Twelfth Sunday after Pentecost
Proper 17(22), Year C
Sirach 10:12-18 or Proverbs 25:6-7
|Don't forget to ask, "Where is the Lord?"
Don't let your pride humiliate you
|298: When I Survey the Wondrous
299: When I Survey the Wondrous Cross
395: Take Time to Be Holy
|Don't have a stubborn heart against God
Don't let your faith be shaken
|501: O Thou Who Camest from
616: Come, Sinners, to the Gospel Feast
|Luke 14:1, 7-14||Don't give to receive; give because you are giving||221: In the Bleak
396: O Jesus, I Have Promised
|Hebrews 13:1-8, 15-16||Don't forget to do good||410: I Want a Principle
438: Forth in Thy Name, O Lord
The lectionary scriptures this week are full of warnings. They are full of statements about what God's people should not do. There are a few positive notes, of course, but lots and lots of negatives. Have you ever seen someone who "lives the Christian faith" by the "do's and don'ts" method? Sure you have. Do pray. Don't kill. Do worship. Don't lie. Do this. Don't that. Do. Don't. Do. Don't. And on it goes. What a lot of instructions!
Is there anything wrong with following the instructions in God's Word? Of course not! Even people who deny the inspired nature of the scriptures acknowledge that the laws dealing with interaction between people are good. So if we are in agreement on the "good stuff," why do we need the rest of the Bible? If we find common ground on a positive note, what is the need to deal with the negative? Is there really anything more that we need to deal with? Maybe so. If we look for them, perhaps we can see some of the ways that the negatives and the positives complement each other.
This week's featured hymn was written by Isaac Watts (1674-1748). The words have captured the attention of Christians ever since. Charles Wesley, who is recognized as one of the most prolific hymn writers of all time, is reported to have said that he would be willing to give up all he had ever written if he could have simply written this one hymn.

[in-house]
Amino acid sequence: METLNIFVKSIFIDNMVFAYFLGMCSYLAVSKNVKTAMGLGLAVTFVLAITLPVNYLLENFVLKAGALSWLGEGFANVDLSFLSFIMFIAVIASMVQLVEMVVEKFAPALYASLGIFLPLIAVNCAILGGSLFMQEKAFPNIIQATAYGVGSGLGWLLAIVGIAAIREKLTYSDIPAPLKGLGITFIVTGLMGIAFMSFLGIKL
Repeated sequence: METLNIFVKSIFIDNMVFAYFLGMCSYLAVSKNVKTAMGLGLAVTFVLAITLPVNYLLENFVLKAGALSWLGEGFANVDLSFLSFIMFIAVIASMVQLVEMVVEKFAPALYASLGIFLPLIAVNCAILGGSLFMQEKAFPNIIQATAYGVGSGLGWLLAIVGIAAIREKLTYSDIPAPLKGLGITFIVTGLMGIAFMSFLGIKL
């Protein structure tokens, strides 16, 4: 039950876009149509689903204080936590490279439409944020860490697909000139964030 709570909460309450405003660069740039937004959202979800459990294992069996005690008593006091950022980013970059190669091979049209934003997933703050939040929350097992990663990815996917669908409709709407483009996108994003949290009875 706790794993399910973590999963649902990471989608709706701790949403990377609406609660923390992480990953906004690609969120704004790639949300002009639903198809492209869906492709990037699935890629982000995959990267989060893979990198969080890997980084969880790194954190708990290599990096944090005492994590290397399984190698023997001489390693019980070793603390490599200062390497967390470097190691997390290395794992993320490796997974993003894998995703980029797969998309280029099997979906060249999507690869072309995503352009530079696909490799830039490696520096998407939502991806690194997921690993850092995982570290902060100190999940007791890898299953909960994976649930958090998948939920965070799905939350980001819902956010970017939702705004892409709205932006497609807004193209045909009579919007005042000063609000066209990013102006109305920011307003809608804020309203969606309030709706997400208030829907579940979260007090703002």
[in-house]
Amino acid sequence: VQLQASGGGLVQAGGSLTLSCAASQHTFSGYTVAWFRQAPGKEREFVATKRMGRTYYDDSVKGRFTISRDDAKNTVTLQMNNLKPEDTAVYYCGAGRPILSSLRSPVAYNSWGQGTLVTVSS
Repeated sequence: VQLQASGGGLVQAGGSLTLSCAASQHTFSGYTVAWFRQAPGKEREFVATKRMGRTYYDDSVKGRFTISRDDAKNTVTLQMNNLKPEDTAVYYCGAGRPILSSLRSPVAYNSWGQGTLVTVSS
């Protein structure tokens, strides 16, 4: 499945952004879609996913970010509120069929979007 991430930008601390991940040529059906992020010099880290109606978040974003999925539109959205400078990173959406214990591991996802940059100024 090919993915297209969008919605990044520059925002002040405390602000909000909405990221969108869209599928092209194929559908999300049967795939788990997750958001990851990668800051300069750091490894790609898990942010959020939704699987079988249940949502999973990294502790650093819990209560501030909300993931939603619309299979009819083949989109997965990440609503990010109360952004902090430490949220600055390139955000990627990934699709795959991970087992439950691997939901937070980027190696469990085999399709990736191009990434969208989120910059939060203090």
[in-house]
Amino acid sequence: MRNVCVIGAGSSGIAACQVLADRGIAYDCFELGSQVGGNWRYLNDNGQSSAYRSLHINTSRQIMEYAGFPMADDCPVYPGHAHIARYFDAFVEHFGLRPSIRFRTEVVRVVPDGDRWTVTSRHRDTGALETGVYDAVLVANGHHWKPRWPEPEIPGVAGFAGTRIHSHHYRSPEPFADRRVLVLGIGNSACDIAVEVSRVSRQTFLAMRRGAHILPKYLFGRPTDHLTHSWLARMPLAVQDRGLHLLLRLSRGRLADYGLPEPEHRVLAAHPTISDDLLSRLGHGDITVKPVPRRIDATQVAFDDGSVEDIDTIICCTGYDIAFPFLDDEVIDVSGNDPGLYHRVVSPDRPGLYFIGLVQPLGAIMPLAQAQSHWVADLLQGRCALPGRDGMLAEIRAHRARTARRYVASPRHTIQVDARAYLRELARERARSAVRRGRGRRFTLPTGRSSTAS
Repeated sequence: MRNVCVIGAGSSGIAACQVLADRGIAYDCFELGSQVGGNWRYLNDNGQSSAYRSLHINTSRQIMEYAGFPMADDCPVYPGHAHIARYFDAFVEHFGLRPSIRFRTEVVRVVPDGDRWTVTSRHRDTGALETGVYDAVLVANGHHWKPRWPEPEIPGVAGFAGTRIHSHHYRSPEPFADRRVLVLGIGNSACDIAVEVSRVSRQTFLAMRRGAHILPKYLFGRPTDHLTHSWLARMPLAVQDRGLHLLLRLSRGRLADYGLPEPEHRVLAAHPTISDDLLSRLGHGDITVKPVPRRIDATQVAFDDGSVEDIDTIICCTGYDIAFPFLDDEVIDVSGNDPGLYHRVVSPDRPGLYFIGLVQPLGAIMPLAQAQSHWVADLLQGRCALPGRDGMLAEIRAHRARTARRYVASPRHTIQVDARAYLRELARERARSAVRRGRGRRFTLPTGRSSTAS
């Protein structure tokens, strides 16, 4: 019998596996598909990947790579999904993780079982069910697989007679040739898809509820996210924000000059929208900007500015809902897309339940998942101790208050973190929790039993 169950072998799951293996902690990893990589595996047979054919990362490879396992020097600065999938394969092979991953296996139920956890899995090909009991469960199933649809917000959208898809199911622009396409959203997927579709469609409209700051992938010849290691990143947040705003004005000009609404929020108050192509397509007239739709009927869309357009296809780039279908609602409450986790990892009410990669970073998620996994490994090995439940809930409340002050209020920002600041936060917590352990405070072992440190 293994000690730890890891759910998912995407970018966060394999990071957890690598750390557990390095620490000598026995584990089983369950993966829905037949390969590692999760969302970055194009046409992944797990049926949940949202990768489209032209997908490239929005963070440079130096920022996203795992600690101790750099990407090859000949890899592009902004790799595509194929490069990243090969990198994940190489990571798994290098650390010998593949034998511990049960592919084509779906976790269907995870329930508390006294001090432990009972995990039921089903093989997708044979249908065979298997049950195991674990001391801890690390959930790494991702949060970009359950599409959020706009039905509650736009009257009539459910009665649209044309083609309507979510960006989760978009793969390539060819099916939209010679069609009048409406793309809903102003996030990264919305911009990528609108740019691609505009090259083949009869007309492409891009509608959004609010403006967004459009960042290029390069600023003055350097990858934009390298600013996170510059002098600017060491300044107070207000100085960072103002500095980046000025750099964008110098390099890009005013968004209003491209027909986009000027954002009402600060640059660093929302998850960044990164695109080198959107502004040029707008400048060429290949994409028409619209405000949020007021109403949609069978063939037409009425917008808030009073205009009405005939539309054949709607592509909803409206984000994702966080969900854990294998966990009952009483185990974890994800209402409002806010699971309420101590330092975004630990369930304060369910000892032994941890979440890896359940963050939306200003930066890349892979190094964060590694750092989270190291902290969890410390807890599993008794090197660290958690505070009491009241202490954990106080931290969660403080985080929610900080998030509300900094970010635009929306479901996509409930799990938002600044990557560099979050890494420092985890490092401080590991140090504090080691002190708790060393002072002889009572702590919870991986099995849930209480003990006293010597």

What does this hymn say that is so special? Does it tell us what to do? Not really. Does it tell us what to not do? Not really. Then what does it tell us? Read the words and think about these questions:
|1. When I survey the wondrous cross
On which the Prince of glory died,
My richest gain I count but loss
And pour contempt on all my pride.
|2. Forbid it, Lord, that I should boast
Save in the death of Christ, my God;
All the vain things that harm me most,
I sacrifice them to His blood.
|3. See, from His head, His hands, His feet,
Sorrow and love flow mingled down.
Did e'er such love and sorrow meet
Or thorns compose so rich a crown?
|4. Were the whole realm of nature mine
That were a tribute far too small;
Love so amazing, so divine,
Demands my soul, my life, my all.
So. There it is. What should we do? To me, these words embody the incredible message of the Bible. We have done nothing to be proud of next to Christ. There is no list of rules, no "do's and don'ts," that could ever measure up to what Christ has done. Our pride is contemptible. We have nothing to boast about. We are hopelessly in debt to a Lord who gave all for us. And the question remains, what should we do?
Maybe this is where we come full circle--a circle that brings us back to the scriptures for this week. (At least that's where I'm trying to take this!) When we survey that wondrous cross, when we recognize that we owe so much to our Lord who gave us so much, then maybe, just maybe, it should lead us to at least remember some of the do's and don'ts. Do call upon the Lord. Don't forget to ask, "Where is the Lord?" Do humble yourself. Don't let your pride humiliate you. Do God's will. Don't have a stubborn heart against God. Do believe. Don't let your faith be shaken. Do minister to the needy. Don't give so that you can receive. Do the Lord's work. Don't forget to do good.
Love so amazing, so divine, demands our souls, our lives, our all.
God bless you--
Lection at HymnSite.com
God bless you!
|Passages suggested are from The Revised Common Lectionary: Consultation on Common Texts (Abingdon Press, 1992) copyright © by the Consultation on Common Texts (CCT), P.O. Box 340003, Room 381, Nashville TN 37203-0003. Reprinted with permission of CCT.|